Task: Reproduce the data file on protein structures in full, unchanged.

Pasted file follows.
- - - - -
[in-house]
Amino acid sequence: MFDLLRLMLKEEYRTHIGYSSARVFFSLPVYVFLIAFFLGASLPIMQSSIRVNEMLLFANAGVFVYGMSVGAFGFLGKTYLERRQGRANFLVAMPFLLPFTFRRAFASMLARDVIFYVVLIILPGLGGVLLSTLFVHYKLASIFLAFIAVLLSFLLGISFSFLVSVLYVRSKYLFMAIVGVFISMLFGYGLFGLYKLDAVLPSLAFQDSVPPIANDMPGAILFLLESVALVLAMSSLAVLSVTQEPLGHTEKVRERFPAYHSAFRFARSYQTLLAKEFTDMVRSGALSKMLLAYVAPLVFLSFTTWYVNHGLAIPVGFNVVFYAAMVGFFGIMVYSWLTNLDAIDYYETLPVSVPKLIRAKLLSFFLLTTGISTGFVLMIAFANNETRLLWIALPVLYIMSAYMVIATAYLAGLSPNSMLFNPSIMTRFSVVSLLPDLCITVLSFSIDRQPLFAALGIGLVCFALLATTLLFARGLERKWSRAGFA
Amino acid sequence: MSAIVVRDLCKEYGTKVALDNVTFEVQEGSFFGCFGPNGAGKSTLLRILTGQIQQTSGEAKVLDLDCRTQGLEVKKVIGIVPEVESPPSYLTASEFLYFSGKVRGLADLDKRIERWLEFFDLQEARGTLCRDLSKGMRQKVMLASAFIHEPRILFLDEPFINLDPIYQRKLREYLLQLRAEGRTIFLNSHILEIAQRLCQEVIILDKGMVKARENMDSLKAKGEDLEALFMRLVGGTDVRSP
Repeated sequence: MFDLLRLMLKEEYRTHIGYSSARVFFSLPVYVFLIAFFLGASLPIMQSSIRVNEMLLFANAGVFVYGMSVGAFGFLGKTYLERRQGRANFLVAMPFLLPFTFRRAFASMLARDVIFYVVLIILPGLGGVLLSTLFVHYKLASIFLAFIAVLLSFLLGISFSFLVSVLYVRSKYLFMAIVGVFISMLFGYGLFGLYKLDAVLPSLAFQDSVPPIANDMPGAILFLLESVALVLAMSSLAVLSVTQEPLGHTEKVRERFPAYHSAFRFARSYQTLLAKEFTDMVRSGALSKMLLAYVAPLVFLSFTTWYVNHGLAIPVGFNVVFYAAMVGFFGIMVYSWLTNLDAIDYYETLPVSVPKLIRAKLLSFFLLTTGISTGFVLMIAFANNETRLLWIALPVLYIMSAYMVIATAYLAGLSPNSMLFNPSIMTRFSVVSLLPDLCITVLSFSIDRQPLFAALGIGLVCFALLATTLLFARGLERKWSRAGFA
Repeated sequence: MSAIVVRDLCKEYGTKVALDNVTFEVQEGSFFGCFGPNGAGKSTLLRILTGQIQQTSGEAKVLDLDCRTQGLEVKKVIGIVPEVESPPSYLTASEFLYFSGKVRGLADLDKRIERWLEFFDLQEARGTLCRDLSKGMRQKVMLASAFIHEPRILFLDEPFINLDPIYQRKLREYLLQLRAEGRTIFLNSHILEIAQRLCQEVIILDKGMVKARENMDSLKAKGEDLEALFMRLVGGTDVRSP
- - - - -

[in-house]
Amino acid sequence: MFDLLRLMLKEEYRTHIGYSSARVFFSLPVYVFLIAFFLGASLPIMQSSIRVNEMLLFANAGVFVYGMSVGAFGFLGKTYLERRQGRANFLVAMPFLLPFTFRRAFASMLARDVIFYVVLIILPGLGGVLLSTLFVHYKLASIFLAFIAVLLSFLLGISFSFLVSVLYVRSKYLFMAIVGVFISMLFGYGLFGLYKLDAVLPSLAFQDSVPPIANDMPGAILFLLESVALVLAMSSLAVLSVTQEPLGHTEKVRERFPAYHSAFRFARSYQTLLAKEFTDMVRSGALSKMLLAYVAPLVFLSFTTWYVNHGLAIPVGFNVVFYAAMVGFFGIMVYSWLTNLDAIDYYETLPVSVPKLIRAKLLSFFLLTTGISTGFVLMIAFANNETRLLWIALPVLYIMSAYMVIATAYLAGLSPNSMLFNPSIMTRFSVVSLLPDLCITVLSFSIDRQPLFAALGIGLVCFALLATTLLFARGLERKWSRAGFA
Amino acid sequence: MSAIVVRDLCKEYGTKVALDNVTFEVQEGSFFGCFGPNGAGKSTLLRILTGQIQQTSGEAKVLDLDCRTQGLEVKKVIGIVPEVESPPSYLTASEFLYFSGKVRGLADLDKRIERWLEFFDLQEARGTLCRDLSKGMRQKVMLASAFIHEPRILFLDEPFINLDPIYQRKLREYLLQLRAEGRTIFLNSHILEIAQRLCQEVIILDKGMVKARENMDSLKAKGEDLEALFMRLVGGTDVRSP
Repeated sequence: MFDLLRLMLKEEYRTHIGYSSARVFFSLPVYVFLIAFFLGASLPIMQSSIRVNEMLLFANAGVFVYGMSVGAFGFLGKTYLERRQGRANFLVAMPFLLPFTFRRAFASMLARDVIFYVVLIILPGLGGVLLSTLFVHYKLASIFLAFIAVLLSFLLGISFSFLVSVLYVRSKYLFMAIVGVFISMLFGYGLFGLYKLDAVLPSLAFQDSVPPIANDMPGAILFLLESVALVLAMSSLAVLSVTQEPLGHTEKVRERFPAYHSAFRFARSYQTLLAKEFTDMVRSGALSKMLLAYVAPLVFLSFTTWYVNHGLAIPVGFNVVFYAAMVGFFGIMVYSWLTNLDAIDYYETLPVSVPKLIRAKLLSFFLLTTGISTGFVLMIAFANNETRLLWIALPVLYIMSAYMVIATAYLAGLSPNSMLFNPSIMTRFSVVSLLPDLCITVLSFSIDRQPLFAALGIGLVCFALLATTLLFARGLERKWSRAGFA
Repeated sequence: MSAIVVRDLCKEYGTKVALDNVTFEVQEGSFFGCFGPNGAGKSTLLRILTGQIQQTSGEAKVLDLDCRTQGLEVKKVIGIVPEVESPPSYLTASEFLYFSGKVRGLADLDKRIERWLEFFDLQEARGTLCRDLSKGMRQKVMLASAFIHEPRILFLDEPFINLDPIYQRKLREYLLQLRAEGRTIFLNSHILEIAQRLCQEVIILDKGMVKARENMDSLKAKGEDLEALFMRLVGGTDVRSP